How many NYC are arbitrarily punished by the VAM? About 578 per year.
There’s been an important update in the thought experiment I started yesterday. Namely, a reader (revuluri) has provided me with a link to show how many teachers are considered “ineffective,” which was my shorthand for scoring either third or fourth in the four categories.
According to page 5 of this document, that percentage was 16% in 2011-2012, 17% in 2012-2013, and 16% in 2013-2014. We’ll take this to mean that the true cutoff is about 16.3%. Using my formula from yesterday, that means that after 4 years, about
or 12.7% of teachers going up for tenure in the new system will be arbitrarily denied tenure based only on their VAM score.
How many people is that in a given year? Well, this document explains that in 2000, 9,000 teachers were hired and in 2008, 6,000 teachers were hired. I’ll assume my best guess for “teachers hired” in a given year is something between those two numbers, but I’ll also assume it’s closer to the latter since it is more recent information. Say 7,000 new teachers per year.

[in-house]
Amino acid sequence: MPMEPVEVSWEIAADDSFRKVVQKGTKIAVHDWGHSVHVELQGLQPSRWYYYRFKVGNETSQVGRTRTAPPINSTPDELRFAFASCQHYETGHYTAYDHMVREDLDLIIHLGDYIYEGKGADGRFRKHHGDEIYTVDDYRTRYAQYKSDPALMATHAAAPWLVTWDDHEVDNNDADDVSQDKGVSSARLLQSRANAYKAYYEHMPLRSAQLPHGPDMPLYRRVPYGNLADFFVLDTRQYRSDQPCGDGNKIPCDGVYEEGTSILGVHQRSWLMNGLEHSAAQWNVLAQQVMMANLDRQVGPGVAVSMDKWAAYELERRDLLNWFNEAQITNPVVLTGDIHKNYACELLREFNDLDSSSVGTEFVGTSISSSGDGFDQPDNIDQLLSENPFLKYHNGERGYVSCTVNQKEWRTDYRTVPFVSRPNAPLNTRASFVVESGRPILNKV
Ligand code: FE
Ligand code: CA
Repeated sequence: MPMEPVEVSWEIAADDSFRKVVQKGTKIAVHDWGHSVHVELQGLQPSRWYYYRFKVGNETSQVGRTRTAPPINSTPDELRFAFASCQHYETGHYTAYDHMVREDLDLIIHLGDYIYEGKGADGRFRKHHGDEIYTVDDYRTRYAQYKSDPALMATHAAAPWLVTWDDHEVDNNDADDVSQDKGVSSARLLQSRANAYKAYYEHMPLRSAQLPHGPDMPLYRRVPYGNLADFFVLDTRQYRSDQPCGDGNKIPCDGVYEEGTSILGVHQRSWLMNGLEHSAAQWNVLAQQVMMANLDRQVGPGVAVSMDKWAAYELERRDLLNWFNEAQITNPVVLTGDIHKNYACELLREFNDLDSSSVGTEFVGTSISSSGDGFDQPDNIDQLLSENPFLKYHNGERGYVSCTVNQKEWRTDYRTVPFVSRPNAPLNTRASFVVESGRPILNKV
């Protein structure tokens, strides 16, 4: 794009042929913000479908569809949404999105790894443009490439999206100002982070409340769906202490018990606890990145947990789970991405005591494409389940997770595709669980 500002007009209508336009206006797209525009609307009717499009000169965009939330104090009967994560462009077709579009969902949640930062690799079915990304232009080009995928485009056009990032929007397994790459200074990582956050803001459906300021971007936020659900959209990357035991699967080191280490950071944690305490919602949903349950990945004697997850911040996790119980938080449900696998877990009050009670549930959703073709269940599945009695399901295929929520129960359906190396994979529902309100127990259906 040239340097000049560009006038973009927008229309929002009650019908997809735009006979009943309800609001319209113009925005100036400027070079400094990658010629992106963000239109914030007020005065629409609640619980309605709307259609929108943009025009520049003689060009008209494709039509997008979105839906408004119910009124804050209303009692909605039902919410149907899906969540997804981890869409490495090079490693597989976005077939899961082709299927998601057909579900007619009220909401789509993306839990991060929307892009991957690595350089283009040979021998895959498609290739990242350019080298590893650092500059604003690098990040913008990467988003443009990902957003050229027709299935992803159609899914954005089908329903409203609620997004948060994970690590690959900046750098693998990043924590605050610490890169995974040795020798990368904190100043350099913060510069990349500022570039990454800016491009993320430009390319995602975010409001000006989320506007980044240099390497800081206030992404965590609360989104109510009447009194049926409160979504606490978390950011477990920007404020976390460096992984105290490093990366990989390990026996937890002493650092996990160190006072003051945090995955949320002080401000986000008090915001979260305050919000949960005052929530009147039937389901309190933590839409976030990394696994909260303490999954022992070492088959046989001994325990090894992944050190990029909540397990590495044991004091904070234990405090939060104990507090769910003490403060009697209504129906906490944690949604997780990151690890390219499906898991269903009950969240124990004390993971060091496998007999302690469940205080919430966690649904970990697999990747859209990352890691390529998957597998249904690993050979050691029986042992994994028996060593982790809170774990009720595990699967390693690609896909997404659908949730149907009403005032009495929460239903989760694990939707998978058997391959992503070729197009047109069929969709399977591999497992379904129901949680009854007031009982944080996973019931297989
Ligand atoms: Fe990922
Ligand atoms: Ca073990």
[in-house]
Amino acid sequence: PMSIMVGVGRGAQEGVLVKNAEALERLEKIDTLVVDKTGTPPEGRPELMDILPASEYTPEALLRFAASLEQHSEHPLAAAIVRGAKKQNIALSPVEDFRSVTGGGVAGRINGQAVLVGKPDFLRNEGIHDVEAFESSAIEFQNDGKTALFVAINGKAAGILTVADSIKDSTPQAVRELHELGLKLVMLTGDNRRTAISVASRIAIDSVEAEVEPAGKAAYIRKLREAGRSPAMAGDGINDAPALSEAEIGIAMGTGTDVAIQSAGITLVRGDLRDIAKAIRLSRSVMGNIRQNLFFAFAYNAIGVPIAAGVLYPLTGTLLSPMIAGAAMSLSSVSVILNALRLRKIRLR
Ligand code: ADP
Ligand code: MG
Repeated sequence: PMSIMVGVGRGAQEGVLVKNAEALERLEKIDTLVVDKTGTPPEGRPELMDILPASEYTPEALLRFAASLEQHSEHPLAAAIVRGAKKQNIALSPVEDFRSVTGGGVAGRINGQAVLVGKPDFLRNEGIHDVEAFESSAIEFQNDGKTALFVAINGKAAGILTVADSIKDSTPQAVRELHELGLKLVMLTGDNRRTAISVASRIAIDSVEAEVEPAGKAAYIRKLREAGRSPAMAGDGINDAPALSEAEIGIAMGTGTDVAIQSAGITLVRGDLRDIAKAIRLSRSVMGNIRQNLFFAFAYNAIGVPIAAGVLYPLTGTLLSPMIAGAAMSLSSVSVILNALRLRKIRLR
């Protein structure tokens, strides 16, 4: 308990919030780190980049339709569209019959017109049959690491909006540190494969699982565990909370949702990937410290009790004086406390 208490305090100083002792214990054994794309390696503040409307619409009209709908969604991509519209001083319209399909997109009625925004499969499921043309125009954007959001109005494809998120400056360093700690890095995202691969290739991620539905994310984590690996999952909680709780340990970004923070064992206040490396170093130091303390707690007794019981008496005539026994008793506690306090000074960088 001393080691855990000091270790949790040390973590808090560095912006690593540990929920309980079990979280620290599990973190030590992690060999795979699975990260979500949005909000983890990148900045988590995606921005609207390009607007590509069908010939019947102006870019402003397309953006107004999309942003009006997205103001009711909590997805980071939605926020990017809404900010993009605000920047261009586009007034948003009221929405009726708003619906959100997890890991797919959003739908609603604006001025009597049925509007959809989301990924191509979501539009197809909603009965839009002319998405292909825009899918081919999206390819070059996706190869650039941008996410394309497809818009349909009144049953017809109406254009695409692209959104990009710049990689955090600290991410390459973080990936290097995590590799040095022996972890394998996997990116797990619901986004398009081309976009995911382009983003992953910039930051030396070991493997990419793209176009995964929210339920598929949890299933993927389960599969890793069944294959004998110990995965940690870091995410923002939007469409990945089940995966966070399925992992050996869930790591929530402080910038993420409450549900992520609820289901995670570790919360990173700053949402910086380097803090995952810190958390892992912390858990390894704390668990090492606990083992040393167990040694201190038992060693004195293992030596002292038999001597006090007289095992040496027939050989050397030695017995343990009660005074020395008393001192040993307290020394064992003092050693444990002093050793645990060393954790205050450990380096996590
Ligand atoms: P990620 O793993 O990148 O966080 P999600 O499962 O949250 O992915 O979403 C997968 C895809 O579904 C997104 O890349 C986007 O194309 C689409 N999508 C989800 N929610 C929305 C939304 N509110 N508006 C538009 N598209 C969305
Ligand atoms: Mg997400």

Of course, not all of them go up for tenure. There’s attrition. Say 35% of those teachers leave before the tenure decision is made (also guessing from this document). That leave us with about 4,550 teachers going up for tenure each year, and 12.7% of them is 578 people.
So, according to my crude estimates, about 578 people will be denied tenure simply based on this random number generator we call VAM. And as my reader said, this says nothing about the hard-to-measure damage done to all the good teachers trying to teach their kids but having to deal with this standardized testing nonsense. It’s a wonder anyone is willing to work here.
Please comment if you have updated numbers for anything here.